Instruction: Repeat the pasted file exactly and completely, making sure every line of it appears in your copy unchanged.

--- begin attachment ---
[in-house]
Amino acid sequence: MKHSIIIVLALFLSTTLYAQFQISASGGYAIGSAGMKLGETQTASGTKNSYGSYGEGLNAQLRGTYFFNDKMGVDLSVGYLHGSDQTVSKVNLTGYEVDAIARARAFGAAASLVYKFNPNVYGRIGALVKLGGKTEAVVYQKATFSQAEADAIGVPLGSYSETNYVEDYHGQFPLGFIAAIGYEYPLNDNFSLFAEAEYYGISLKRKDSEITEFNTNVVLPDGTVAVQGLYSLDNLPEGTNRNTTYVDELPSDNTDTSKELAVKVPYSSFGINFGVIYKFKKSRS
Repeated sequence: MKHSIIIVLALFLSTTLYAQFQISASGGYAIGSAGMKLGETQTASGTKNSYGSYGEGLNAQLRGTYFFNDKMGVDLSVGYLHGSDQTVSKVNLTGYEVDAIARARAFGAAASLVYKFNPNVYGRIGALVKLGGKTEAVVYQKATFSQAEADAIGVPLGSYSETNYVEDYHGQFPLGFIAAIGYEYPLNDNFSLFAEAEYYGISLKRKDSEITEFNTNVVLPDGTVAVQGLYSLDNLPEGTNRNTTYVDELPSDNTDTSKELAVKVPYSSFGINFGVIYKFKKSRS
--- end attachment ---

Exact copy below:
[in-house]
Amino acid sequence: MKHSIIIVLALFLSTTLYAQFQISASGGYAIGSAGMKLGETQTASGTKNSYGSYGEGLNAQLRGTYFFNDKMGVDLSVGYLHGSDQTVSKVNLTGYEVDAIARARAFGAAASLVYKFNPNVYGRIGALVKLGGKTEAVVYQKATFSQAEADAIGVPLGSYSETNYVEDYHGQFPLGFIAAIGYEYPLNDNFSLFAEAEYYGISLKRKDSEITEFNTNVVLPDGTVAVQGLYSLDNLPEGTNRNTTYVDELPSDNTDTSKELAVKVPYSSFGINFGVIYKFKKSRS
Repeated sequence: MKHSIIIVLALFLSTTLYAQFQISASGGYAIGSAGMKLGETQTASGTKNSYGSYGEGLNAQLRGTYFFNDKMGVDLSVGYLHGSDQTVSKVNLTGYEVDAIARARAFGAAASLVYKFNPNVYGRIGALVKLGGKTEAVVYQKATFSQAEADAIGVPLGSYSETNYVEDYHGQFPLGFIAAIGYEYPLNDNFSLFAEAEYYGISLKRKDSEITEFNTNVVLPDGTVAVQGLYSLDNLPEGTNRNTTYVDELPSDNTDTSKELAVKVPYSSFGINFGVIYKFKKSRS